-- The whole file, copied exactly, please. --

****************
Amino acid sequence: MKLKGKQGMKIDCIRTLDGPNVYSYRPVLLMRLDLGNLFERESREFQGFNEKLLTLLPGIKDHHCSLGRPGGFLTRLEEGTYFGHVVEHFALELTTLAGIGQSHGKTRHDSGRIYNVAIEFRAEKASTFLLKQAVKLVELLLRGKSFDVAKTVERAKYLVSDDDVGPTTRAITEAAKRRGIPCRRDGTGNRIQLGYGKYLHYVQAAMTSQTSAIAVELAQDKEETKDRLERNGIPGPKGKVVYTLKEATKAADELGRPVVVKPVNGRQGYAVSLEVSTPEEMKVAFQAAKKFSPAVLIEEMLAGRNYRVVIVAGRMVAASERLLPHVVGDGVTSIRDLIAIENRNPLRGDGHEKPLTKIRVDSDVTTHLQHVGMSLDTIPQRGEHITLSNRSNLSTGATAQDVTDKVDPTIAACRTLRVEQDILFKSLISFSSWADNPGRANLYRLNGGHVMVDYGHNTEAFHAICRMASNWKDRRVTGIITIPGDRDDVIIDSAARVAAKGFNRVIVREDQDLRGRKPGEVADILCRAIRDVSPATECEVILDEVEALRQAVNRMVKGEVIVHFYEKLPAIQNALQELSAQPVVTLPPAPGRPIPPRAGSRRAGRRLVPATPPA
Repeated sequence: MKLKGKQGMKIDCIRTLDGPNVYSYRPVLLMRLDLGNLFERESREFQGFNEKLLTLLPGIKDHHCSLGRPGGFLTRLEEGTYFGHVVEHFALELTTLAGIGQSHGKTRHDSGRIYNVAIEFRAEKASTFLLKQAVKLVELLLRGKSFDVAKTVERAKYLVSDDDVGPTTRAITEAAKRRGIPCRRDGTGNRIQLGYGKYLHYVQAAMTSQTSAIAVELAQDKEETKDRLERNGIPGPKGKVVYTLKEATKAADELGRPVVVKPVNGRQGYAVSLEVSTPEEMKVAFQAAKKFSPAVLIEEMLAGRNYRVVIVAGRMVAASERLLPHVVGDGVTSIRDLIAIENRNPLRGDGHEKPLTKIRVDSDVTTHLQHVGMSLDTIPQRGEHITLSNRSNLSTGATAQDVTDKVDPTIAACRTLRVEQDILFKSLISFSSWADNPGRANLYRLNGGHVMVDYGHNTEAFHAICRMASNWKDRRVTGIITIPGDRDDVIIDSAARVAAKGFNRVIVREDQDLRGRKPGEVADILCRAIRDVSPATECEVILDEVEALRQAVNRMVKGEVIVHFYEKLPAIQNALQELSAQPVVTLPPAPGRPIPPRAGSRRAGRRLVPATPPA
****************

Amino acid sequence: MKLKGKQGMKIDCIRTLDGPNVYSYRPVLLMRLDLGNLFERESREFQGFNEKLLTLLPGIKDHHCSLGRPGGFLTRLEEGTYFGHVVEHFALELTTLAGIGQSHGKTRHDSGRIYNVAIEFRAEKASTFLLKQAVKLVELLLRGKSFDVAKTVERAKYLVSDDDVGPTTRAITEAAKRRGIPCRRDGTGNRIQLGYGKYLHYVQAAMTSQTSAIAVELAQDKEETKDRLERNGIPGPKGKVVYTLKEATKAADELGRPVVVKPVNGRQGYAVSLEVSTPEEMKVAFQAAKKFSPAVLIEEMLAGRNYRVVIVAGRMVAASERLLPHVVGDGVTSIRDLIAIENRNPLRGDGHEKPLTKIRVDSDVTTHLQHVGMSLDTIPQRGEHITLSNRSNLSTGATAQDVTDKVDPTIAACRTLRVEQDILFKSLISFSSWADNPGRANLYRLNGGHVMVDYGHNTEAFHAICRMASNWKDRRVTGIITIPGDRDDVIIDSAARVAAKGFNRVIVREDQDLRGRKPGEVADILCRAIRDVSPATECEVILDEVEALRQAVNRMVKGEVIVHFYEKLPAIQNALQELSAQPVVTLPPAPGRPIPPRAGSRRAGRRLVPATPPA
Repeated sequence: MKLKGKQGMKIDCIRTLDGPNVYSYRPVLLMRLDLGNLFERESREFQGFNEKLLTLLPGIKDHHCSLGRPGGFLTRLEEGTYFGHVVEHFALELTTLAGIGQSHGKTRHDSGRIYNVAIEFRAEKASTFLLKQAVKLVELLLRGKSFDVAKTVERAKYLVSDDDVGPTTRAITEAAKRRGIPCRRDGTGNRIQLGYGKYLHYVQAAMTSQTSAIAVELAQDKEETKDRLERNGIPGPKGKVVYTLKEATKAADELGRPVVVKPVNGRQGYAVSLEVSTPEEMKVAFQAAKKFSPAVLIEEMLAGRNYRVVIVAGRMVAASERLLPHVVGDGVTSIRDLIAIENRNPLRGDGHEKPLTKIRVDSDVTTHLQHVGMSLDTIPQRGEHITLSNRSNLSTGATAQDVTDKVDPTIAACRTLRVEQDILFKSLISFSSWADNPGRANLYRLNGGHVMVDYGHNTEAFHAICRMASNWKDRRVTGIITIPGDRDDVIIDSAARVAAKGFNRVIVREDQDLRGRKPGEVADILCRAIRDVSPATECEVILDEVEALRQAVNRMVKGEVIVHFYEKLPAIQNALQELSAQPVVTLPPAPGRPIPPRAGSRRAGRRLVPATPPA